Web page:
We will help connect Africa from Cairo to Cape Town, from Marakesh to Mombassa; help develop your infrastructure, power and irrigation; help add value to your resources in Africa; and, set up industrial and information technology parks.
As the great Nigerian Nobel Laureate Wole Soyinka insisted, human entity remains the primary asset in overall development.
Our approach is based on the same belief: that the best partnership is one that develops human capital and institutions; that equips and empowers a nation to have the freedom to make its own
choices and shoulder the responsibility for its own progress. It also opens doors to opportunities for the youth.
So, development of human capital in every walk of life will be at the heart of our partnership. We will open our doors more;we will expand tele-education; and we will continue to build institutions in Africa.
The Egyptian Noble Prize winning writer Naguib Mahfouz said, “Science brings people together with the light of its ideas…and prods us towards a better future.”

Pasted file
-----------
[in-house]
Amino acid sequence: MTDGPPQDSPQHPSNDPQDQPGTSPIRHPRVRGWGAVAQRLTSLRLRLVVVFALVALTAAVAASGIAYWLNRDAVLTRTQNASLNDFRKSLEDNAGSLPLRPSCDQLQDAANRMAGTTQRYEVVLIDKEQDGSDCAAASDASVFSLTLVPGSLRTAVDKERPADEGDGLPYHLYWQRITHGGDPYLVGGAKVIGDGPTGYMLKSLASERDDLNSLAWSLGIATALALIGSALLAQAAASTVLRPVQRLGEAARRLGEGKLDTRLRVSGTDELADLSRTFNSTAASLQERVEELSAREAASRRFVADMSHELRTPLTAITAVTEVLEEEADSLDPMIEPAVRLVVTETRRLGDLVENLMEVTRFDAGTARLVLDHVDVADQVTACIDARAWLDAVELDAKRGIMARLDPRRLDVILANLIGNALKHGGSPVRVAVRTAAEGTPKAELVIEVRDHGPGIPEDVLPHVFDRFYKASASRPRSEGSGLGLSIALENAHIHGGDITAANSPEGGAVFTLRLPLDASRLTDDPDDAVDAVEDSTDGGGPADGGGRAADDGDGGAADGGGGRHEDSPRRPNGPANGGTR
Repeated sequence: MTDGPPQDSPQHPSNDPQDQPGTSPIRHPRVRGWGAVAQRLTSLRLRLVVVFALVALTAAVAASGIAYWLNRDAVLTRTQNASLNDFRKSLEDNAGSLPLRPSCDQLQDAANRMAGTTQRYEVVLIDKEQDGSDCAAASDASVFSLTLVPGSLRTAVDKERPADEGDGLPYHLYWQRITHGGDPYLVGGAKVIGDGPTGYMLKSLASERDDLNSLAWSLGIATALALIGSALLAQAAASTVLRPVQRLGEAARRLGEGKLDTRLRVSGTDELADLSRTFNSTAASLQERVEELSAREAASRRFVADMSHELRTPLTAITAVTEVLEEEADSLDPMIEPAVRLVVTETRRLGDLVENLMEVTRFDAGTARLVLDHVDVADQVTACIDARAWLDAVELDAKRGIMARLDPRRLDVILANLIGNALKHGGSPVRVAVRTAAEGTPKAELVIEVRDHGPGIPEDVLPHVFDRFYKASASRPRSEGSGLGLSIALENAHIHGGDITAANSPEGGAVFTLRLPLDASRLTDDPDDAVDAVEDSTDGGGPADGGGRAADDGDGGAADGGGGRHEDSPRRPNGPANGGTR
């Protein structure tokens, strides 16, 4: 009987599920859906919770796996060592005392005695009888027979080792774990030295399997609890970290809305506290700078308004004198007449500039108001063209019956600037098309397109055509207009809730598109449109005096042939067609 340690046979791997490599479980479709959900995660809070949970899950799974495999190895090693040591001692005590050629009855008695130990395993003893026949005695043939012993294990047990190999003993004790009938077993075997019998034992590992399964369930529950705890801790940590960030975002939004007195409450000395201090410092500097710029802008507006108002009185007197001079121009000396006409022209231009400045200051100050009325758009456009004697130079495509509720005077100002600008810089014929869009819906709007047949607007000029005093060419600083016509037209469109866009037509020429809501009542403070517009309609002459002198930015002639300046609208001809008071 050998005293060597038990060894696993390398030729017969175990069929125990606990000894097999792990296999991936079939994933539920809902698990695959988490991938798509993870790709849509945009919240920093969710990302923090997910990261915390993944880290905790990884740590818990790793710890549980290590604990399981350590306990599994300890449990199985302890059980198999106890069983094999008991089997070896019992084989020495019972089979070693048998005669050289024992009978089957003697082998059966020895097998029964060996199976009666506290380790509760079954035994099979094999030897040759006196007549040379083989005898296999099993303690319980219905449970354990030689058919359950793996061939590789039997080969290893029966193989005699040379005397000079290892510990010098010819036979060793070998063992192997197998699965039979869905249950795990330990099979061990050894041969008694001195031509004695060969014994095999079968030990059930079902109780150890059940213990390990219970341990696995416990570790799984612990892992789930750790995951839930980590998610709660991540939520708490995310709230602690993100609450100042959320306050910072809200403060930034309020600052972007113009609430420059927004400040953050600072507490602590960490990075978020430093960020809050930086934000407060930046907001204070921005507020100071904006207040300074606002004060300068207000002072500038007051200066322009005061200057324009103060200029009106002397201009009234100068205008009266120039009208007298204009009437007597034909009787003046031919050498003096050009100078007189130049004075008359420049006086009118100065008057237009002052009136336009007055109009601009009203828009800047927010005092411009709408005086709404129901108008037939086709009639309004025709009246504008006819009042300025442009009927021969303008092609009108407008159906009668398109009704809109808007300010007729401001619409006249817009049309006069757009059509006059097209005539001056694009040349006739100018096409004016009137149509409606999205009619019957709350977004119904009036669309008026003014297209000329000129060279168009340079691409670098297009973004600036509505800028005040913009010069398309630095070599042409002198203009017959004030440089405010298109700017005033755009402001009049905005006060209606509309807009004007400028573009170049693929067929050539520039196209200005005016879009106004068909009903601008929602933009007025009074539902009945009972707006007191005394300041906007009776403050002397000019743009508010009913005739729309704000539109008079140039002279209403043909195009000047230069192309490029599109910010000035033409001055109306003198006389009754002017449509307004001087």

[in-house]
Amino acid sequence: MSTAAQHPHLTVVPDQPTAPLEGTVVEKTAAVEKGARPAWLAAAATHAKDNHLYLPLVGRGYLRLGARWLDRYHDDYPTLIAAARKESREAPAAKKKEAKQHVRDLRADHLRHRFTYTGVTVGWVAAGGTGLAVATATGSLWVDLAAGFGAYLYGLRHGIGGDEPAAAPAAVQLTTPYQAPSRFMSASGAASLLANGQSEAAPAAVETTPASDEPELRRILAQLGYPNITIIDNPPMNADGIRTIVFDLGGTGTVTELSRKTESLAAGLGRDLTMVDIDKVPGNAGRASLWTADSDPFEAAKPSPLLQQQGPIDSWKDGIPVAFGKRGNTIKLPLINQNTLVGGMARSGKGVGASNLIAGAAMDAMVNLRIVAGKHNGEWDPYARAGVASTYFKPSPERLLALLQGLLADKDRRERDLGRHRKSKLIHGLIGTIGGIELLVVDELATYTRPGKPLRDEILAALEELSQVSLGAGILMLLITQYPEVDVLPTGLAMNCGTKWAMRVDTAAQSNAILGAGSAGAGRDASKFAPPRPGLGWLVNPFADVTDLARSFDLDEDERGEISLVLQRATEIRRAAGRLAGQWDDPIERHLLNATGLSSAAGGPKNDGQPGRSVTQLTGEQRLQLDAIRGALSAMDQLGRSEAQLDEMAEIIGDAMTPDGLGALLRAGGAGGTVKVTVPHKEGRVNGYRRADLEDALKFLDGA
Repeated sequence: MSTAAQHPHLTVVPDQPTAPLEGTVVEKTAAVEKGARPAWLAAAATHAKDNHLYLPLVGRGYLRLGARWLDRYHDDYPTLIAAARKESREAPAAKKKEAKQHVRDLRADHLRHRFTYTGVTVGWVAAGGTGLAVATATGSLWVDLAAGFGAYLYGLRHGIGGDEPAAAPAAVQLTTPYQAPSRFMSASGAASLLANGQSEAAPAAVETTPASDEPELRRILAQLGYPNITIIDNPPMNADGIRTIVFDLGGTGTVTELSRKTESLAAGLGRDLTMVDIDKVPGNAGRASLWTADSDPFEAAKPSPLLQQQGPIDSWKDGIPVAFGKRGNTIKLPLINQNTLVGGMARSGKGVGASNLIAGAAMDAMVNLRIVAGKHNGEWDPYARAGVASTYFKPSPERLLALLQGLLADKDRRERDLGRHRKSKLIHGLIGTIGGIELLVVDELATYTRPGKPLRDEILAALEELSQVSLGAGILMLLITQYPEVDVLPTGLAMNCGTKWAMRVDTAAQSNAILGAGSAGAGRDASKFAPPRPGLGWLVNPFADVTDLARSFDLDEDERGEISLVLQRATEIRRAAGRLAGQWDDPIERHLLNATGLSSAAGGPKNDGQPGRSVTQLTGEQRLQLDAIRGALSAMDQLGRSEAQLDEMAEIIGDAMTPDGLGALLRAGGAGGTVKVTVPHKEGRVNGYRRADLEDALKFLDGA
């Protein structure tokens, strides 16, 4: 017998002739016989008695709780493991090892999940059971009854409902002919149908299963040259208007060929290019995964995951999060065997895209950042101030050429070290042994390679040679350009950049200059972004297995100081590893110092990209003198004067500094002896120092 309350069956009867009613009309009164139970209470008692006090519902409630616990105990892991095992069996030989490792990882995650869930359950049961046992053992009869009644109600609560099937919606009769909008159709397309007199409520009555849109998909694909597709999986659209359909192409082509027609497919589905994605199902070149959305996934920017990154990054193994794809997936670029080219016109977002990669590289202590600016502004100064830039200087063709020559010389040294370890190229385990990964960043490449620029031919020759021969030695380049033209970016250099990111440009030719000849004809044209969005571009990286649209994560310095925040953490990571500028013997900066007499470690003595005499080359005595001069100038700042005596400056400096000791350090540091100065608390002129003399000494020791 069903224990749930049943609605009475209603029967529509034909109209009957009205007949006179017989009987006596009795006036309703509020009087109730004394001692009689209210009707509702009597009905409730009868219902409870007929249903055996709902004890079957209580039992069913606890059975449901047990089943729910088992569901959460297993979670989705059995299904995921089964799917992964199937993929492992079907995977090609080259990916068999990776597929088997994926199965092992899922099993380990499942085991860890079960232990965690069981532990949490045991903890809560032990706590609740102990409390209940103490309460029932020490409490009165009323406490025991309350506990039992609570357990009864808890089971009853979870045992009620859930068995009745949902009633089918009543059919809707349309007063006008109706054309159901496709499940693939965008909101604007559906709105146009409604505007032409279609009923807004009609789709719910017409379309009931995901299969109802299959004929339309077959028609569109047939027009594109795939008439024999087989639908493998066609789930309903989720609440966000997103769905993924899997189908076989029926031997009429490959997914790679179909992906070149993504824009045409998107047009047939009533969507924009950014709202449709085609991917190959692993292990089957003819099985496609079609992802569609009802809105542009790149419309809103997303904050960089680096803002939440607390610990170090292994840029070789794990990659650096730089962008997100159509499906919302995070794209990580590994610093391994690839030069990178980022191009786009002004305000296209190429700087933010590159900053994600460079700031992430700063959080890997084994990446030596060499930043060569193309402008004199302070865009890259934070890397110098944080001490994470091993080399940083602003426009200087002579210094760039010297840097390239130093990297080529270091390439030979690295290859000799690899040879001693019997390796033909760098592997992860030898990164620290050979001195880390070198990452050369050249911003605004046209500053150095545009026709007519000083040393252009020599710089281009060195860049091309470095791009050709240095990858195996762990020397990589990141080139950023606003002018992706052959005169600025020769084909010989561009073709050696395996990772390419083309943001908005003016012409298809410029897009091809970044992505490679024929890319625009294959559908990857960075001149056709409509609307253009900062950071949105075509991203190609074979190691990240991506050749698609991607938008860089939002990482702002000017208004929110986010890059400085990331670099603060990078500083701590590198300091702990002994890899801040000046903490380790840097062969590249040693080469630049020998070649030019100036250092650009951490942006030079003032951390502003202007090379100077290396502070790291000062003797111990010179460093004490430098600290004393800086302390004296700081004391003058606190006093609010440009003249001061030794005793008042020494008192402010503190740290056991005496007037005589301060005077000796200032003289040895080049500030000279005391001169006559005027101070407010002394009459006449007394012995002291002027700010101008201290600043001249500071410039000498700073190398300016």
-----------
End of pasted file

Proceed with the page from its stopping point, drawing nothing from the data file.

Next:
There can be no better expression of the ability of science to unify people and advance progress.
So, technology will be a strong foundation of our partnership.
It will help develop Africa’s agriculture sector. Africa has 60% of the world’s arable land reserves, and just 10% of the global output. Agriculture in Africa can drive the continent’s march to prosperity, and also support global food security.
India’s expertise in healthcare and affordable medicines can offer new hope in the fight against many diseases; and give a newborn a better chance to survive. We will also collaborate to develop Indian and African treasures of traditional knowledge and medicines.
We will make available our space assets and technology. We will use the possibilities of digital technology to transform development, public services, governance,disaster response, resource management and quality of life.
We will expand and extend the Pan Africa E-Network, conceived by late President APJ Abdul Kalam, which links 48 African countries to India and to each other. This will alsohelp set up your Pan Africa Virtual University.
We will work to reduce digital divide within Africa and between Africa and rest of the world.